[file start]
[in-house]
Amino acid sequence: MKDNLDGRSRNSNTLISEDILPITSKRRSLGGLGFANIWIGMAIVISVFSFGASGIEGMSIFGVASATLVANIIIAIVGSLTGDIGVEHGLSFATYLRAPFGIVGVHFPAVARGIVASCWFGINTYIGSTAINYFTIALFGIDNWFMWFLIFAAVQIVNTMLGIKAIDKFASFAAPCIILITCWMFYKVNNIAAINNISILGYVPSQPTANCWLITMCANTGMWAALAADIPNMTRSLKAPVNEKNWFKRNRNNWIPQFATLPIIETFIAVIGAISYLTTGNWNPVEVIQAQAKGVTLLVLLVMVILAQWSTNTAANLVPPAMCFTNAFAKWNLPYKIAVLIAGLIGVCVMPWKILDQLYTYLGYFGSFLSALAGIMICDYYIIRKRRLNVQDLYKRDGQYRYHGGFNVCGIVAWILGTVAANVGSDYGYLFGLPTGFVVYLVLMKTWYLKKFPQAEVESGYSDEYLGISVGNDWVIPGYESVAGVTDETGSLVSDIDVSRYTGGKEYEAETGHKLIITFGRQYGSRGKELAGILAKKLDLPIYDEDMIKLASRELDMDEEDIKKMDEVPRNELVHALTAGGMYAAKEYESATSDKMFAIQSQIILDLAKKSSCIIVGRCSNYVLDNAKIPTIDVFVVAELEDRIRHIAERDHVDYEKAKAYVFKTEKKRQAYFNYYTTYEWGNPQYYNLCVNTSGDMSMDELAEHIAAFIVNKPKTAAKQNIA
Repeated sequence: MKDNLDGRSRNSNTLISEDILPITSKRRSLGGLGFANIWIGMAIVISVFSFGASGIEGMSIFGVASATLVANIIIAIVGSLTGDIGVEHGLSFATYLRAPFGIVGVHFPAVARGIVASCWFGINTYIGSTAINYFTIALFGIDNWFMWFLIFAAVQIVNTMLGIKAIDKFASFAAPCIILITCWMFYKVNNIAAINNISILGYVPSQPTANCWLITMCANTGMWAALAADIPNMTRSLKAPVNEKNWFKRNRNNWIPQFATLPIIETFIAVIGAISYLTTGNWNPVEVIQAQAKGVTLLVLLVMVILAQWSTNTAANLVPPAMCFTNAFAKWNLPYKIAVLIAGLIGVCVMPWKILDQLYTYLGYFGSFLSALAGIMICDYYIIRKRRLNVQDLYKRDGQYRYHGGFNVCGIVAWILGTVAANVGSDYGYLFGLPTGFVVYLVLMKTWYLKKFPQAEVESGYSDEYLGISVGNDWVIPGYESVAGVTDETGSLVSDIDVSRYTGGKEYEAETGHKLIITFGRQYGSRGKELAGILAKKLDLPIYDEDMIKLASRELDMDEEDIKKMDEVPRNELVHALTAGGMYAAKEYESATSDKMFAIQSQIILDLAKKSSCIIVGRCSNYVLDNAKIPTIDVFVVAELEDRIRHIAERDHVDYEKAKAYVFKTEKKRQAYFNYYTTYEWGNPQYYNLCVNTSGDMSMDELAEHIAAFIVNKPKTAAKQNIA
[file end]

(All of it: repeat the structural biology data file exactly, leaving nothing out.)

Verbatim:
[in-house]
Amino acid sequence: MKDNLDGRSRNSNTLISEDILPITSKRRSLGGLGFANIWIGMAIVISVFSFGASGIEGMSIFGVASATLVANIIIAIVGSLTGDIGVEHGLSFATYLRAPFGIVGVHFPAVARGIVASCWFGINTYIGSTAINYFTIALFGIDNWFMWFLIFAAVQIVNTMLGIKAIDKFASFAAPCIILITCWMFYKVNNIAAINNISILGYVPSQPTANCWLITMCANTGMWAALAADIPNMTRSLKAPVNEKNWFKRNRNNWIPQFATLPIIETFIAVIGAISYLTTGNWNPVEVIQAQAKGVTLLVLLVMVILAQWSTNTAANLVPPAMCFTNAFAKWNLPYKIAVLIAGLIGVCVMPWKILDQLYTYLGYFGSFLSALAGIMICDYYIIRKRRLNVQDLYKRDGQYRYHGGFNVCGIVAWILGTVAANVGSDYGYLFGLPTGFVVYLVLMKTWYLKKFPQAEVESGYSDEYLGISVGNDWVIPGYESVAGVTDETGSLVSDIDVSRYTGGKEYEAETGHKLIITFGRQYGSRGKELAGILAKKLDLPIYDEDMIKLASRELDMDEEDIKKMDEVPRNELVHALTAGGMYAAKEYESATSDKMFAIQSQIILDLAKKSSCIIVGRCSNYVLDNAKIPTIDVFVVAELEDRIRHIAERDHVDYEKAKAYVFKTEKKRQAYFNYYTTYEWGNPQYYNLCVNTSGDMSMDELAEHIAAFIVNKPKTAAKQNIA
Repeated sequence: MKDNLDGRSRNSNTLISEDILPITSKRRSLGGLGFANIWIGMAIVISVFSFGASGIEGMSIFGVASATLVANIIIAIVGSLTGDIGVEHGLSFATYLRAPFGIVGVHFPAVARGIVASCWFGINTYIGSTAINYFTIALFGIDNWFMWFLIFAAVQIVNTMLGIKAIDKFASFAAPCIILITCWMFYKVNNIAAINNISILGYVPSQPTANCWLITMCANTGMWAALAADIPNMTRSLKAPVNEKNWFKRNRNNWIPQFATLPIIETFIAVIGAISYLTTGNWNPVEVIQAQAKGVTLLVLLVMVILAQWSTNTAANLVPPAMCFTNAFAKWNLPYKIAVLIAGLIGVCVMPWKILDQLYTYLGYFGSFLSALAGIMICDYYIIRKRRLNVQDLYKRDGQYRYHGGFNVCGIVAWILGTVAANVGSDYGYLFGLPTGFVVYLVLMKTWYLKKFPQAEVESGYSDEYLGISVGNDWVIPGYESVAGVTDETGSLVSDIDVSRYTGGKEYEAETGHKLIITFGRQYGSRGKELAGILAKKLDLPIYDEDMIKLASRELDMDEEDIKKMDEVPRNELVHALTAGGMYAAKEYESATSDKMFAIQSQIILDLAKKSSCIIVGRCSNYVLDNAKIPTIDVFVVAELEDRIRHIAERDHVDYEKAKAYVFKTEKKRQAYFNYYTTYEWGNPQYYNLCVNTSGDMSMDELAEHIAAFIVNKPKTAAKQNIA